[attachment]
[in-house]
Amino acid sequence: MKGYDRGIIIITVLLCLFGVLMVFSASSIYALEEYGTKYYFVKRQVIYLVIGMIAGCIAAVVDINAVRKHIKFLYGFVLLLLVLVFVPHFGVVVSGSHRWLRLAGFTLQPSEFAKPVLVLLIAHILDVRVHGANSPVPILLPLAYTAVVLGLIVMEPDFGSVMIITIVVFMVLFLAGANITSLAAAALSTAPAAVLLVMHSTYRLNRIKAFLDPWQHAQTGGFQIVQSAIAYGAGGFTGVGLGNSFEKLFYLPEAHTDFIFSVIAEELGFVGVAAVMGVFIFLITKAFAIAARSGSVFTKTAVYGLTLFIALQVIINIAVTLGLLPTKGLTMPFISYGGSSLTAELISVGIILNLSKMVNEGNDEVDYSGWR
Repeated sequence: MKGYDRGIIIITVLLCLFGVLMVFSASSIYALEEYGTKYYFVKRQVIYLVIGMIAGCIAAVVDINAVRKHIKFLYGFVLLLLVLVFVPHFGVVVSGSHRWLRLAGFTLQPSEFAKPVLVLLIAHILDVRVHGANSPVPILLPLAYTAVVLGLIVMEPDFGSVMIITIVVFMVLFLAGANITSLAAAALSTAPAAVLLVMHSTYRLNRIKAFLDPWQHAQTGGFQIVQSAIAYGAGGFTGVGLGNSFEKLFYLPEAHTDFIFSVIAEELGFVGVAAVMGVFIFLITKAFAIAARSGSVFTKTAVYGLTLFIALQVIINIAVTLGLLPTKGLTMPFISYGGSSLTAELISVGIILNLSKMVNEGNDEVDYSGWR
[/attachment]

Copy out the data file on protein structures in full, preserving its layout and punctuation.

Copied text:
[in-house]
Amino acid sequence: MKGYDRGIIIITVLLCLFGVLMVFSASSIYALEEYGTKYYFVKRQVIYLVIGMIAGCIAAVVDINAVRKHIKFLYGFVLLLLVLVFVPHFGVVVSGSHRWLRLAGFTLQPSEFAKPVLVLLIAHILDVRVHGANSPVPILLPLAYTAVVLGLIVMEPDFGSVMIITIVVFMVLFLAGANITSLAAAALSTAPAAVLLVMHSTYRLNRIKAFLDPWQHAQTGGFQIVQSAIAYGAGGFTGVGLGNSFEKLFYLPEAHTDFIFSVIAEELGFVGVAAVMGVFIFLITKAFAIAARSGSVFTKTAVYGLTLFIALQVIINIAVTLGLLPTKGLTMPFISYGGSSLTAELISVGIILNLSKMVNEGNDEVDYSGWR
Repeated sequence: MKGYDRGIIIITVLLCLFGVLMVFSASSIYALEEYGTKYYFVKRQVIYLVIGMIAGCIAAVVDINAVRKHIKFLYGFVLLLLVLVFVPHFGVVVSGSHRWLRLAGFTLQPSEFAKPVLVLLIAHILDVRVHGANSPVPILLPLAYTAVVLGLIVMEPDFGSVMIITIVVFMVLFLAGANITSLAAAALSTAPAAVLLVMHSTYRLNRIKAFLDPWQHAQTGGFQIVQSAIAYGAGGFTGVGLGNSFEKLFYLPEAHTDFIFSVIAEELGFVGVAAVMGVFIFLITKAFAIAARSGSVFTKTAVYGLTLFIALQVIINIAVTLGLLPTKGLTMPFISYGGSSLTAELISVGIILNLSKMVNEGNDEVDYSGWR